Please Thank the Technicians

Please Thank the Technicians

Stefanie Townsend

I have been involved in the theatre realm in a variety of ways over the past several years: as an actor, stage manager, dramaturg and running crew member. In all of those positions, I have seen a common trend: very little to no thanks given to the technicians.

It should go without saying that technicians do work very hard. The amount of work they put in is incredible as well as admirable. These people have put in hours and hours of work, even outside of rehearsal and show times. They have meetings, discussions, and problems that they solve outside of rehearsal and show times. Some of them even start on the process before rehearsals begin and/or before auditions are even held.

Without these people, the production would not exist. There would be no set, no props, no costumes, sound, or light to help create the environment and add to the theatrical experience. No run crew would help make sure the actors get through the changes smoothly. No assistant stage managers would be there to make sure that the backstage process was flowing. No stage manager would be calling cues or ensuring the whole experience and production was successful.

Without these people and their work, the production would fail.

It’s true that what they do helps the actors look good. But it is important to know that it is not their sole responsibility. They help the actors look good. But they also contribute to the production to make sure everyone else looks good, too.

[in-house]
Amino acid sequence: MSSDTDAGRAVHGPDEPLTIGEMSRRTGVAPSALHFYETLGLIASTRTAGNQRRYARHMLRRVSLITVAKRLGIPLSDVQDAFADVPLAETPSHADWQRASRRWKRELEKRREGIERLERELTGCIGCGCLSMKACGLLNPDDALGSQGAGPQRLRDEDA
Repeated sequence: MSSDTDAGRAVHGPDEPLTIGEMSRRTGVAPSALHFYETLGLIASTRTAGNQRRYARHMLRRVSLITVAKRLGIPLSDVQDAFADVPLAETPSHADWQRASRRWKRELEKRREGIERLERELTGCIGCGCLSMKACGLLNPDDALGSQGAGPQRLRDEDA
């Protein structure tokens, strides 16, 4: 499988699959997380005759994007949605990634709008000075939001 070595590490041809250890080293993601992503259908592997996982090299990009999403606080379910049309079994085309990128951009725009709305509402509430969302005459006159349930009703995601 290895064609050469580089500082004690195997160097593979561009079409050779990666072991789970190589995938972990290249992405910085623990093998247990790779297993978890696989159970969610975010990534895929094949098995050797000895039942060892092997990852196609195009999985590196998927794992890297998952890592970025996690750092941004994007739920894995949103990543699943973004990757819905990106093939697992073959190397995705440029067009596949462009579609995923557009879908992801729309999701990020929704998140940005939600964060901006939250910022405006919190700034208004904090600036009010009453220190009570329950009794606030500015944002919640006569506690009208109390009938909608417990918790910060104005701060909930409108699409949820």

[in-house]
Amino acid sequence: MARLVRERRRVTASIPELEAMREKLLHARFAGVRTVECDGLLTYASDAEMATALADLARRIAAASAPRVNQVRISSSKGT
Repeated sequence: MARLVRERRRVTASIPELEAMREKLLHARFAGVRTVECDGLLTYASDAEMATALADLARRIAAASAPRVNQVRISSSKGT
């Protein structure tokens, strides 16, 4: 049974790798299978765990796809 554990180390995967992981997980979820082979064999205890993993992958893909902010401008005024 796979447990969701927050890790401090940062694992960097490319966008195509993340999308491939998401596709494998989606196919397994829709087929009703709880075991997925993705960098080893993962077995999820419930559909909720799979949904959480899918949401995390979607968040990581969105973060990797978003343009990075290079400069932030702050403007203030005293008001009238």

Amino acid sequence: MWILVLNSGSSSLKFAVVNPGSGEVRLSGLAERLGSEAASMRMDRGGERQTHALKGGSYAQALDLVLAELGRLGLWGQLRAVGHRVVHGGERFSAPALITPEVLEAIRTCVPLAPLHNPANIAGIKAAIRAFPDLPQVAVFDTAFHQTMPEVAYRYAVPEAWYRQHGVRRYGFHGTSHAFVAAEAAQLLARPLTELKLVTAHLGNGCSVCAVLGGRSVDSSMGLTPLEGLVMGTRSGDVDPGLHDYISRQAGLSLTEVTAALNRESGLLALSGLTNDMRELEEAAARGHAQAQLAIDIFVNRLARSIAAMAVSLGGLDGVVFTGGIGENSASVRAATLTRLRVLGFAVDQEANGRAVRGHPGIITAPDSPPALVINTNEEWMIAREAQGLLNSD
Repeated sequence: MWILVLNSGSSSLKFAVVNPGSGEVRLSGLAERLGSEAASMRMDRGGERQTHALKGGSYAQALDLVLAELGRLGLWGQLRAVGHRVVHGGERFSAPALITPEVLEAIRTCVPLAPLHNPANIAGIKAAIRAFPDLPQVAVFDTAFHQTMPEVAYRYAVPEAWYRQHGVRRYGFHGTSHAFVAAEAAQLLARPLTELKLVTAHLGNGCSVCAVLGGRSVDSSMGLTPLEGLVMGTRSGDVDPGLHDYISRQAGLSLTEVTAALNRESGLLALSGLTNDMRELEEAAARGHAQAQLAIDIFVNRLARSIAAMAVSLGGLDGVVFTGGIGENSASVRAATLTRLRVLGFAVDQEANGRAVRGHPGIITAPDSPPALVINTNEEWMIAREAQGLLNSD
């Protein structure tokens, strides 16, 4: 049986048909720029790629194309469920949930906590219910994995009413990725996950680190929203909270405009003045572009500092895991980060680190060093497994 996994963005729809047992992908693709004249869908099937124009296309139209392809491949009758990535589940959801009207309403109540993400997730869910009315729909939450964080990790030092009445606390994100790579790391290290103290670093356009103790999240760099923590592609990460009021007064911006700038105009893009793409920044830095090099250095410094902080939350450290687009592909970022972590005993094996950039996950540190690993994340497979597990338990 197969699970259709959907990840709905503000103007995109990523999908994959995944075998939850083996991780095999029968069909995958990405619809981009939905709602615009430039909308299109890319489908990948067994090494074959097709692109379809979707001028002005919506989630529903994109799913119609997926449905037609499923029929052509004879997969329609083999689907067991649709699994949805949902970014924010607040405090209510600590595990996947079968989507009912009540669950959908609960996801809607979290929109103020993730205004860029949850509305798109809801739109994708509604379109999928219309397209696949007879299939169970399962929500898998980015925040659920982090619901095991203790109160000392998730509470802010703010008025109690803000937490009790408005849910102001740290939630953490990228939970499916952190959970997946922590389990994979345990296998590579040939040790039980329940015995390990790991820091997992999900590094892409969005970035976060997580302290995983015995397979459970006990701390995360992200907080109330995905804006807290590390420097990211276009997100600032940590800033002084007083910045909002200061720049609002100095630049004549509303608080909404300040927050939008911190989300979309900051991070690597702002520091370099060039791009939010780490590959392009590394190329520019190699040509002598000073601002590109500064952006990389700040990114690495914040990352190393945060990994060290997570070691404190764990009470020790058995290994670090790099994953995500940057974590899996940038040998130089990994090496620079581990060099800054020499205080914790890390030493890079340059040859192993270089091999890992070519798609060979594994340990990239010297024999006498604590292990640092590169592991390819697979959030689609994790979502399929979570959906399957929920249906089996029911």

I would like to encourage my fellow actors to thank the technicians. Thank them for their efforts. Thank them for all they do for you. They clean the stage for you, design the set for you, pull or make or change the costumes for you, clean them for you, design the lights so you look good, test the mics and watch their levels so you sound good. They pull and set the props for you, make the food and prepare the liquids for you, and clean everything and charge everything for the next performance. They make sure your scene changes run smoothly and that you are safe.

They work to make your life easier. So please, make sure that you help them and make their life easier, too. The respect must go both ways. The group must work as a team.

They say the stage manager’s role is a thankless one. It doesn’t have to be.

Technical Difficulties: When a Show Stops

Technical Difficulties: When a Show Stops

The Top Ten Most Underrated College Theatre Programs for 2017 - North East Region

The Top Ten Most Underrated College Theatre Programs for 2017 - North East Region